Teen ViolenceThe Representation of an Issue in the Media
Case Studies• Attack the Block• Kidulthood• Harry Brown• The Student Protests• The Uk Riots
Daily Telegraph• In spite of new legislation and knife amnesties in the past, knife crime is still increasing. According to a Metropolitan Police Authority report there are about 171 violent teen gangs, at least three of which are all-girl, in London alone.• In the 10 years that Labour has been in power, the number of knife crimes has risen sharply. In 1997, when Tony Blair was elected, there were 67 knife-point muggings each day. Last year, that figure had increased to 115.• And, while a knife amnesty last year netted 90,000 weapons, that is estimated by police to be just a tiny percentage of the total used for violent acts.
British Crime Survey• Three years ago, a British Crime Survey found that 60,000 11- to 16-year- olds carried knives habitually. And even if many said they did it merely to look "cool", to be "tooled up" is common among the young.• The Home Office has no figures for the number of teenagers who are in jail as murder suspects, but research by Kings College London indicates that at least 15 murder and attempted murder suspects, aged 18 or under, are being held after being charged in the past six months.• Frighteningly, 69 teenagers were shot dead in 2006, almost double the 35 killed by guns in 1997.• Four years ago, 31 youths under 20 were charged with gun-related murder in London. Interim figures for this year show that this has already risen to 76.
• The reasons for the rapid rise in teen crime appear to be many and varied. According to Alan Gordon, the vice-president of the Police Federation, attitudes towards violence and death have changed enormously in the past few decades.• "The truth is that young people have scant regard for human life," he says. They are fed a diet of increasingly violent films and video games, he adds.• One reason for the increase in female violence, says Rita Cunningham, the author of Girl Killers, is the increasing violence in films. "So-called heroines, such as Lara Croft and the Kill Bill films glamorise violence, make it a girl thing," she says. "Young women are just as impressionable as young men." The ready availability of guns and drugs, such as crack and cocaine, on Britains streets, helped by the arrival of gangs from Eastern Europe, is another factor in our spiral of escalating violence.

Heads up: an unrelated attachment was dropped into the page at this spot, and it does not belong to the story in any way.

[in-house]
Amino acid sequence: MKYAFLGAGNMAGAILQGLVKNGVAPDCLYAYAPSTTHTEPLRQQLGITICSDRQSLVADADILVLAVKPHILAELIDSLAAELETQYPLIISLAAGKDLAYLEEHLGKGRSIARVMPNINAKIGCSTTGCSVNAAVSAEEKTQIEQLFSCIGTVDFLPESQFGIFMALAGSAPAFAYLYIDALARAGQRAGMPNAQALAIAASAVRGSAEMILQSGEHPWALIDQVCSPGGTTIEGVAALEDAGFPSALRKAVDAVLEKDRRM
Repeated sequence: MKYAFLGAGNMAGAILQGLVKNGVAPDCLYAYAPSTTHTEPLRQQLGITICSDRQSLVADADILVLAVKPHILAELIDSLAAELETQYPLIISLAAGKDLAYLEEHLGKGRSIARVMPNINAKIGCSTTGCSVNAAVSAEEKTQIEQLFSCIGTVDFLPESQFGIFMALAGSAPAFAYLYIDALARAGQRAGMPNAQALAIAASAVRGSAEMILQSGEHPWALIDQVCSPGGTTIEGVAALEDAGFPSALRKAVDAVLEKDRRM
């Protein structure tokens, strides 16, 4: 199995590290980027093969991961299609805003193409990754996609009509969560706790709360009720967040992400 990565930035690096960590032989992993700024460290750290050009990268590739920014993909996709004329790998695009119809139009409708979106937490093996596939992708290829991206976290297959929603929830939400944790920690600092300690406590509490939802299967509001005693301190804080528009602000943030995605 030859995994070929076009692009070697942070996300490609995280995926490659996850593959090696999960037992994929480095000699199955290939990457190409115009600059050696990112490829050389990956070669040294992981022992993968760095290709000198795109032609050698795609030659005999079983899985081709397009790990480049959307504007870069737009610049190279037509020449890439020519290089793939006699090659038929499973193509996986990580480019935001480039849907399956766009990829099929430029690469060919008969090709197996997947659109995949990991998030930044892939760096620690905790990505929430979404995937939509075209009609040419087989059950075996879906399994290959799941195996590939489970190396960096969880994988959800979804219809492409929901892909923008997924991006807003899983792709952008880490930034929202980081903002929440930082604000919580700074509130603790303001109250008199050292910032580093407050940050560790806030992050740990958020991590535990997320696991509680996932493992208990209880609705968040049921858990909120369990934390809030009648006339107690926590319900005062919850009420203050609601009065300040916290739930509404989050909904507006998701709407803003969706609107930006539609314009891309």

The Guardian• A culture of greed and rudeness among adults is contributing to the epidemic of knife and gun violence among teenagers, according to the governments behaviour adviser.• Sir Alan Steer, a head teacher and the head of a major government review of school behaviour policies due to report on Monday, said parents must take more responsibility for tackling violence among their teenage children.• He defended schools, which he said were regularly blamed for childrens poor behaviour when they are often the only place where young people from violent communities feel safe.
• On Monday, Steer will set out a series of proposals designed to put new pressure on parents to tackle their childrens unruly behaviour in school, while giving them more direct contact with teachers via email and online reporting systems.• In an interview with the Guardian ahead of his report, he said that the recent killings of teenagers on Londons streets was "heartbreaking".• “We live in a greedy culture, we are rude to each other in the street. Children follow that. You wonder what has gone wrong in these childrens lives. Of course the kids have a responsibility, but there are questions about whats going on at home. Parents have a huge responsibility. Government doesnt bring up children, parents do."
The reasons…• The news , government reports and experts have stated many reasons for the rise in teen violence in the UK…• Violent films and computer games• Schools not tackling bad behaviour• Parents not tackling the bad behaviour of their children• Parents and adults setting a bad example for teenagers• Broken homes – single parent families• Poverty and unemployment- lack of opportunities• Policing methods• Poor relationships with authority such as the police etc…
The Problem• However the problem with this representation is that this is becoming the dominant representation of teenagers when in reality this is not a true representation of this social group…• The ‘Teen as Trouble’ stereotype• The Teen gangster stereotype